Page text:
Reformed Churchmen

We are Confessional Calvinists and a Prayer Book Church-people. In 2012, we remembered the 350th anniversary of the 1662 Book of Common Prayer; also, we remembered the 450th anniversary of John Jewel's sober, scholarly, and Reformed "An Apology of the Church of England." In 2013, we remembered the publication of the "Heidelberg Catechism" and the influence of Reformed theologians in England, including Heinrich Bullinger's Decades. For 2014: Tyndale's NT translation. For 2015, John Roger, Rowland Taylor and Bishop John Hooper's martyrdom, burned at the stakes. Books of the month. December 2014: Alan Jacob's "Book of Common Prayer" at: January 2015: A.F. Pollard's "Thomas Cranmer and the English Reformation: 1489-1556" at: February 2015: Jaspar Ridley's "Thomas Cranmer" at:

Friday, December 19, 2014

19 December 1808 A.D. Horatius Bonar Born

19 December 1808 A.D.  Horatius Bonar Born

We have a discrepancy in our records with the date of 18 or 19 Dec for the birth.  To be determined.


Myers, David T. “December 19: Horatius Bonar born (1808).  This Day in Presbyterian History.  19 Dec 2014.  Accessed 19 Dec 2014.

December 19: Horatius Bonar born (1808)

The Prince of Scottish Hymnists

Among the Presbyterian hymn writers of the Church, none stand higher than that of Horatius Bonar. Born on this day December 19, in 1808, Horatius Bonar came from two centuries of ministers, a total ministerial ancestry of 364 years of ministry.  When Horatius was just twelve years old, death took his father, James Bonar.  His saintly mother, Marjory, and his elder brother James, took over his spiritual upbringing.  Attending Edinburgh University, the beneficial influence of Dr. Thomas Chalmers added to that training.

Horatius  Bonar entered the ministry of the Church of Scotland, being ordained in 1837.  His first charge was that of mission work in Leith at St. John’s parish, and then at Kelso, Scotland.  In 1843, he married Jane Catherine Lundie, with five of their nine children dying in succession.  Taking his stand with the Bible-believers in the church, he joined the Free Church of Scotland and then began to display his gift of hymn writing.  Moving to Edinburgh, he ministered in a church named after his former professor, Chalmers Memorial Church.  He was honored by his colleagues by being elected as Moderator of the Free Church of Scotland in 1883.  He died on May 31, 1889.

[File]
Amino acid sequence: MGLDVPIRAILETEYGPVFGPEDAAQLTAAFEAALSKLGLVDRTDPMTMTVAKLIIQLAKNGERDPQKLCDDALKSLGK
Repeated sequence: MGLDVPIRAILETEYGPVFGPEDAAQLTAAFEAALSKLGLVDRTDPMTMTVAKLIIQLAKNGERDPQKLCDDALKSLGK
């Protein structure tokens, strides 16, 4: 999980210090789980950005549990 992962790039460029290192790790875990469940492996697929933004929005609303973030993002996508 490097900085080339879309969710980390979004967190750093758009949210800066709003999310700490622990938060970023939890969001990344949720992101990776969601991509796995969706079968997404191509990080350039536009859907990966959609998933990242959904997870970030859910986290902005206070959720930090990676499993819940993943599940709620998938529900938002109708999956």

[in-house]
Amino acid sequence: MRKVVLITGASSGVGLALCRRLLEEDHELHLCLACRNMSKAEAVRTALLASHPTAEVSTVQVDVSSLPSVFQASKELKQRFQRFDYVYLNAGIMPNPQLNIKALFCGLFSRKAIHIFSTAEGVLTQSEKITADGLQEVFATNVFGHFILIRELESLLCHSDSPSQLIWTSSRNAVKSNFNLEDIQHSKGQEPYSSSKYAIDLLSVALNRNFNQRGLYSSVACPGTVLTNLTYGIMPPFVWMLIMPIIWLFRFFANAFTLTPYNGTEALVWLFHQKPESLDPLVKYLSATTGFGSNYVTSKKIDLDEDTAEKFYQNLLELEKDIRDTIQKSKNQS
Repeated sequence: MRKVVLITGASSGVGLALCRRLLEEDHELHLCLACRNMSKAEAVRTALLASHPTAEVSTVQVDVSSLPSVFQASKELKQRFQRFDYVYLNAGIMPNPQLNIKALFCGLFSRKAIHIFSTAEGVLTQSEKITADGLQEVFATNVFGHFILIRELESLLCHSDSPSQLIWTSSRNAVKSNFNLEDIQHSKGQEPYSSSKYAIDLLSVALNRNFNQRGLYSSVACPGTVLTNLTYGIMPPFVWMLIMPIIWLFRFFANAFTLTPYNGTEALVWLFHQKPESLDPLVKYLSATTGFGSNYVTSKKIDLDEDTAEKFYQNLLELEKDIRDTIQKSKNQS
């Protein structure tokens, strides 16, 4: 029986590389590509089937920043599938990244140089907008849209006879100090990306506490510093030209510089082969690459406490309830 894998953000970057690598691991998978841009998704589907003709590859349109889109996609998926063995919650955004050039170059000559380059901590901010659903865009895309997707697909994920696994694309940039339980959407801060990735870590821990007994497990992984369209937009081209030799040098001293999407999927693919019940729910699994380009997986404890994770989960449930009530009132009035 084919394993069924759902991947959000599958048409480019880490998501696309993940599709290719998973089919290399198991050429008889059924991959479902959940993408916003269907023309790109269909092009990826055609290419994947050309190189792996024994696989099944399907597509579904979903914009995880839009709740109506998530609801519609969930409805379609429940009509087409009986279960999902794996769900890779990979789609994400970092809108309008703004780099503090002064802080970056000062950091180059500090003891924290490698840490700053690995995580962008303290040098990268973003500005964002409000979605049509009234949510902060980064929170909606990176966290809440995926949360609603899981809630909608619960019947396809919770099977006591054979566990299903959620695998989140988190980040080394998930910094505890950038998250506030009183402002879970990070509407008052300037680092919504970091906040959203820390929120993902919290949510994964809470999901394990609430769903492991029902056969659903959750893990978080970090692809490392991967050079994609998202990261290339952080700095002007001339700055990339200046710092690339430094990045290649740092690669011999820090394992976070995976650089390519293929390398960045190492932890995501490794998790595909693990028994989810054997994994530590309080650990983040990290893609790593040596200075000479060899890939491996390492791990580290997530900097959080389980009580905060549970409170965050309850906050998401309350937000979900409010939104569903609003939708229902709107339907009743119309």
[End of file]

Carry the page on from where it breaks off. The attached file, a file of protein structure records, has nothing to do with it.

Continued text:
Such are the facts of his life.  What is more interesting to our readers may be to think upon many of his hymns which have blessed the church world ever since.  Those who come to this site with their worship rooted in the Blue or Red Trinity hymnal will find 19 hymns in the blue Trinity and 14 hymns in the red Trinity hymnal.  We are blessed by them all.

It is clear that his hymns included the state of the sinner outside of Christ.  “I was a wandering sheep,” he wrote in hymn number 464. “I would not be controlled,” he added. Does not that describe our condition before Christ found us? “I was a wayward child, I once preferred to roam,” was our sad testimony.

Then came the wonderful words of life. “I heard the voice of Jesus say, ‘Come unto me and rest.'” And then our testimony, “I came to Jesus as I was, weary and worn and sad; I found in Him a resting place, and he has made me glad.” No. 304. Is this your testimony?

In his life, Bonar was a soul-winner, with a special interest in the salvation of the Jews. He was sent to Palestine in 1839 to visit the principle points of their existence. He visited again in 1856. It is interesting to this author that his eschatology was pre-millennial, with God’s future for Israel upon his heart.

He certainly lived the words of “Go, Labor on” on page 584. Verse 5 should describe you and me when it says, “Toil on, faint not, keep watch and pray; be wide the erring soul to win; go forth into the world’s highway, compel the wand’rer to come in.”

Words to Live By:
There may be great spiritual profit to gather a few Christian friends together around a piano, or at a Sunday evening service, to sing the hymns of Horatius Bonar. Let the pastor and/or song leader do more study on his life.  After each song is sung, discuss what doctrines or duties are found in the words. Share how his words speak to your heart and are seen in your actions.

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